Anew ruling from the Federal Circuit calls into question a widely held understanding of estoppel under the America Invents Act (AIA). In Shaw Industries Group, Inc. v. Automated Creel Systems, the Federal Circuit held that estoppel under 35 U.S.C. § 315(e) only attaches to those grounds which were instituted in the inter partes review (IPR), and does not apply to grounds that were denied in the institution decision. Th e ruling appears to run contrary to the scope that practitioners and the legislators had in mind when the AIA came into effect.
The AIA introduced the trial proceeding known as IPR starting in 2012. The Patent Trial and Appeal Board (PTAB) applies IPR to review the patentability of claims with respect to prior art objections under 35 USC § 102 and § 103. IPR proceedings are restricted to questions of prior art in the form of patents or printed publications.
Many people in the patent world understood these IPR proceedings to be a cheaper, faster method of challenging the validity of patent claims. Th is benefit of IPR proceedings depends on a powerful estoppel mechanism, laid out in 35 U.S.C. § 315(e)(2), forbidding petitioners from pursuing claims that they “raised or reasonably could have raised during that inter partes review.” The scope of that estoppel provision would seem to be sharply limited by the ruling in Shaw.
The Shaw Case
Automated Creel Systems (ACS) sued Shaw Industries Group, Inc. for infringement. ACS later dismissed the infringement suit without prejudice, but Shaw still filed a petition for interpartes review. The PTAB found three of the 15 grounds in the petition relevant for appeal and granted institution on two of those three grounds. Th e PTAB labeled the third ground “redundant” and did not institute on it. Therefore, the PTAB failed to make any substantive analysis of this ground to determine its merit.
The final ruling went against Shaw with regard to the two instituted grounds. In its appeal, Shaw filed a writ of mandamus calling for the PTAB to conduct a review of the rejected ground.
Shaw argued that the PTAB had to review all of the grounds in its petition because if those grounds were ignored, Shaw would be estopped from asserting those grounds in civil litigation per § 315(e)(2). Th e Patent and Trademark Office (PTO) raised an intervenor argument that Shaw would not be estopped because the redundant ground was not actually a part of the inter partes review. Th e Federal Circuit denied Shaw’s writ of mandamus and agreed with the PTO.
The Federal Circuit interpreted § 315(e) (2) as only applying to “any ground that the petitioner raised or reasonably could have raised during that inter partes review” (emphasis in original). Under this construction, the impact of the estoppel provision is limited to grounds actually instituted by the PTAB in the inter partes review.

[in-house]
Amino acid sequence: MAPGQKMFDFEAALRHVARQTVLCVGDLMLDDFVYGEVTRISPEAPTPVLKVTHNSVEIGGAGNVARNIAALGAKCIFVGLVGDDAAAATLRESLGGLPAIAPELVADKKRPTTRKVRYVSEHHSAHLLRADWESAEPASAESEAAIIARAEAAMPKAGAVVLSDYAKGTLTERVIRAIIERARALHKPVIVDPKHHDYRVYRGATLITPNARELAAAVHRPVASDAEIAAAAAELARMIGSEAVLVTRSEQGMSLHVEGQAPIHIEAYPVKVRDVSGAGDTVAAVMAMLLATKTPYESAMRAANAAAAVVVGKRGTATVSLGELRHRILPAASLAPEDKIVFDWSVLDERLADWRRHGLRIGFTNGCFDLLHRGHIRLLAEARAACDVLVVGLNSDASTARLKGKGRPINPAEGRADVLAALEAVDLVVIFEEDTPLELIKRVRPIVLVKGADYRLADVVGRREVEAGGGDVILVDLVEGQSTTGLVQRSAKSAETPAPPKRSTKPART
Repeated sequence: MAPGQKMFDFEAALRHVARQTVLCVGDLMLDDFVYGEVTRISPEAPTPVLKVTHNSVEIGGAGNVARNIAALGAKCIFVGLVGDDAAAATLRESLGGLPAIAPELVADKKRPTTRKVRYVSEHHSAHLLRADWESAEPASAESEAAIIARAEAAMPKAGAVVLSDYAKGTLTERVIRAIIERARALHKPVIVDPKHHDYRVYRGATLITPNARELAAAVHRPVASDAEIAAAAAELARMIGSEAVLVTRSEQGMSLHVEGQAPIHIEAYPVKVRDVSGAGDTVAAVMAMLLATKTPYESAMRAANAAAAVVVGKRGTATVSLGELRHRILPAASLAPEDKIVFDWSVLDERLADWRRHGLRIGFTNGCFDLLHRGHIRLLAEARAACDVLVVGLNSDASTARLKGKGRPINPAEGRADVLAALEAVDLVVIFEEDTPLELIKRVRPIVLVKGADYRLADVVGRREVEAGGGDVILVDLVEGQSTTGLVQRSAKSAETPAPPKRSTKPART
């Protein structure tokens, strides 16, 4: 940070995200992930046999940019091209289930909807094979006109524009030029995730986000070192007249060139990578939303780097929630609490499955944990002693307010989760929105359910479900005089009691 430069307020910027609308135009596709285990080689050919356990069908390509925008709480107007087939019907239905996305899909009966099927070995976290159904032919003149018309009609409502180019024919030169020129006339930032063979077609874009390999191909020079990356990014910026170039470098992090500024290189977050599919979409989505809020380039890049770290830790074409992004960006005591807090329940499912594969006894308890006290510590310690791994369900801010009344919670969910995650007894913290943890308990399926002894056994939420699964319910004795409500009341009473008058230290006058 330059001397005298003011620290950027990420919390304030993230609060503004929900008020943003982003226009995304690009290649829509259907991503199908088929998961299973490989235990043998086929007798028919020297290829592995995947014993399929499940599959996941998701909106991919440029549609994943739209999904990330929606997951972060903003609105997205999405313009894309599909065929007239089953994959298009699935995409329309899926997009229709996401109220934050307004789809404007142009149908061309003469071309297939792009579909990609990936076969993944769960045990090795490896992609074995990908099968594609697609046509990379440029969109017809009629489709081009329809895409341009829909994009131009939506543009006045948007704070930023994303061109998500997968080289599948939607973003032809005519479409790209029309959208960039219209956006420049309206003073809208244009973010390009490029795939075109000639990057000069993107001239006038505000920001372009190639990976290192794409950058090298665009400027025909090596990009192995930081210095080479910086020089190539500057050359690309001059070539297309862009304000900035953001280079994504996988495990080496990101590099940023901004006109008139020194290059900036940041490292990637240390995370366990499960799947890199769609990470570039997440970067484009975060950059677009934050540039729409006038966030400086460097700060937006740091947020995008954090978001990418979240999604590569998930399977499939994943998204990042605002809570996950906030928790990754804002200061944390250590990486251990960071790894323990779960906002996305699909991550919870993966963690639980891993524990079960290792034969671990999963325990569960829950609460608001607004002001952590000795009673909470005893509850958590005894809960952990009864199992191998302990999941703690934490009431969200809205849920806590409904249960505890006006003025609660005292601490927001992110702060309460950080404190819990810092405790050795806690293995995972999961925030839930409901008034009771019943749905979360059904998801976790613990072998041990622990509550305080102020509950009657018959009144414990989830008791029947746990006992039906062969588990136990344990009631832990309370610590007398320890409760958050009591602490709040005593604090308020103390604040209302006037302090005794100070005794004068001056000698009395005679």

A Distinction Without a Difference
The Shaw ruling has interesting implications for estoppel provisions in related areas. Th e AIA includes an estoppel provision for covered business method patents (CBM). Unlike IPR estoppels, there is no language involving grounds that “reasonably could have [been] raised” during the proceedings.
Given the interpretation put forth by the court in Shaw, some could argue that the absence of “reasonably could have” language is meaningless. Would district courts allow unsuccessful petitioners to raise additional § 101 arguments that are different from the § 101 argument advanced in the CBM? Th is would seem to invalidate the goal of providing a substitute for civil litigation in deciding patentability. Th e issue did not arise in Shaw, but will likely surface at some point.
A second estoppel provision covers post grant review (PGR) proceedings, which is a mirror image of the CBM provision. Th e “reasonably could have raised” language is firmly present. Th e reviews themselves, however, contain some key differences.
The first difference is in the timing of the review. Petitioners must file PGRs within nine months of the issuance of the patent. Th e second difference is that the reviews are not restricted to prior art objections. Petitioners can consider challenges on any grounds.
The breadth of these reviews has caused many potential petitioners to shy away from PGR proceedings. Th e belief that a failed PGR would estop a petitioner from challenging the patent on almost any ground in civil court had a chilling effect. If estoppel is limited to the arguments instituted in the proceeding, petitioners may be more willing to pursue PGR.
Estoppel under § 315(e) is vital to the operation of the AIA. A strong estoppel standard reduces the possibility of duplicative or serial challenges to patents. Th e Federal Circuit’s decision in Shaw may have substantial consequences for how parties use IPRs, as well as CBMs and PGRs.